My life will continue on. I will forever cherish the sisterhood I once felt with that person, albeit tarnished by the way it ended. Those who appreciate my honesty, understand my perspective because they have been there, or accept my perspective because they honestly can't come close to understanding it, will still be my friends.

To all of the saints out there looking down on me - I wish you well.

Tuesday, July 1, 2014

Be careful who you judge.

I had someone unfriend me on FB a couple years ago because I called her out for (imho) being shallow. Her husband couldn't go to a function with her (for the record, it was Wine Fest) and whined about it on FB, saying "FML." I called her out on it because I didn't think something so small called for that (stupid) phrase. She unfriended me for it, and I was just fine with letting the friendship go.

Recently I chose to end a friendship with another friend, a cancer mom who (I thought) was a good friend of mine, because she judged me on something I said on FB. I had just heard about the death of a man whose son, like my own, died of a brain tumor a few years ago. I won't lie, I thought this man was horrible. He did not allow his son to die with dignity, instead posting pictures of the child vomiting, naked and being held up on a toilet, and in the end, of the boy's ashes in a plastic bag with a face drawn on it. The man was despicable. So when I heard of his death, I posted "karma baby" on my FB wall.  I did not use his name. I didn't need to because the number of people who shared my feelings about him knew exactly what I was talking about.

Let me get something straight right up front: I am not happy the man died. That isn't what I said. But I do feel karma came back to bite him because he was so negative.

My friend never said anything about my post. A couple of weeks later though, I sent her a text message asking if she knew how he died. What I really wanted to know was if his anger over his son's death led to his own end. I have fought to control my anger ever since Keeghan died. Most of the time anymore I succeed, but that wasn't the case in the first few years. Anger ate away at me like an invisible flesh eating disease and the only cure was for me to recognize it and harness it. My friend didn't ask why I wanted to know though. Instead, when I asked if she would tell me if she knew, she replied that she would not, followed by, "Do you want to gloat?"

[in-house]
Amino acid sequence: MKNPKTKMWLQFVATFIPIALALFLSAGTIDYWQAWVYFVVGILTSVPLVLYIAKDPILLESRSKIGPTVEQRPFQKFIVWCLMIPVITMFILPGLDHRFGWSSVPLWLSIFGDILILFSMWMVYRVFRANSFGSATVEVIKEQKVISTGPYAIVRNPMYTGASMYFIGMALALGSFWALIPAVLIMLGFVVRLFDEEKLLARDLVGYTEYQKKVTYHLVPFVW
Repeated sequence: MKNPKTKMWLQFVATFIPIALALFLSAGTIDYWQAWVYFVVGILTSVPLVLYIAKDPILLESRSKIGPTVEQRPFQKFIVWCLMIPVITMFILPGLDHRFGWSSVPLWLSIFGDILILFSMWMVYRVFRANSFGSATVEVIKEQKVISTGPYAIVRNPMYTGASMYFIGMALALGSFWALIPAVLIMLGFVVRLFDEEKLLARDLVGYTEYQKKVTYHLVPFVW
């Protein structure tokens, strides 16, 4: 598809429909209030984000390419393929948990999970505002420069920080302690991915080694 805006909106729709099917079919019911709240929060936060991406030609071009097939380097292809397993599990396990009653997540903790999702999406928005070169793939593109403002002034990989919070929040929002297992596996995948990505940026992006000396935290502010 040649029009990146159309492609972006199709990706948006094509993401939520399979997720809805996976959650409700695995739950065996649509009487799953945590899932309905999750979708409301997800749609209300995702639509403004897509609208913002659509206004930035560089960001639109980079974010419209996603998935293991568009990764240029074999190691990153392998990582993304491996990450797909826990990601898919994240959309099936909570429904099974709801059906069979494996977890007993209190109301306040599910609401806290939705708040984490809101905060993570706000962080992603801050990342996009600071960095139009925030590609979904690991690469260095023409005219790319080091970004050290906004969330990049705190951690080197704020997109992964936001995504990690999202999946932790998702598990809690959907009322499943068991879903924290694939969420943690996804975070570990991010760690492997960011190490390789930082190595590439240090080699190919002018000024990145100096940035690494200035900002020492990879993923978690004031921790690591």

1. 1.
    contemplate or dwell on one's own success or another's misfortune with smugness or malignant pleasure.

Yes, that is exactly what I wanted to do. I wanted to dwell on how much more successful I have been at what? Grieving? Staying alive after my son died? I am totally the kind of person who wants to jump up and down with malignant pleasure over the fact that this man died. At least that is what my FRIEND thought of me.

My thoughts about all of this brewed in the back of my mind for a couple of months. To say that I was angry would be a lie. Angry is far too mild a word. But it took some time for me to really analyze what it was I was feeling. This person had walked the Cancer Path with her child for a while, and the path she walked had absolutely been horrible, but her path was short and she arrived at the other side with her son still beside her. In that respect, the path she traveled with her son and the one I traveled with my son shared very few commonalities.

The man I speak of who died had walked a much more similar path. We both dealt with very young sons being diagnosed with brain cancer. Both of our sons relapsed. We both watched as cancer took away our children's ability to do basic things like walk, talk, eat, sit on a toilet without assistance. We watched our boys DIE. Our paths were very much the same. It is the way we dealt with our journeys that differed. 

When my son reached the point where his brain tumor made one eye start to turn to the side, I still took pictures of him because every moment was one to be cherished, but I never posted them out for all and sundry to see. When he needed his dad to help him sit on a toilet, it never occurred to me to run and grab a camera to take a picture of it, let alone post it online. And my son's ashes are treated with respect, always. ALWAYS.

Additionally, I have never badgered anyone to donate money to cancer research. I've never tried to make someone feel guilty for not donating, had my friends attack them on Facebook, or belittled those who didn't jump on my bandwagon. He did. Loudly, publicly, and with complete malice, all born of his anger. Anger I could understand.

This person I had called "friend" judged me - harshly - on something she had no understanding of. None. Her path didn't come close to what mine and this father's had been. Do I have the right to judge him? Most would say no, but I say yes. Tell me I'm wrong, but unless you've also walked our path, I'll tell you to shut the *#@% up because you don't know anything. Just like she didn't. 

Maybe this is a case of tit for tat - I was unfriended for judging someone, and then I unfriended someone for judging me. 

C'est la vie.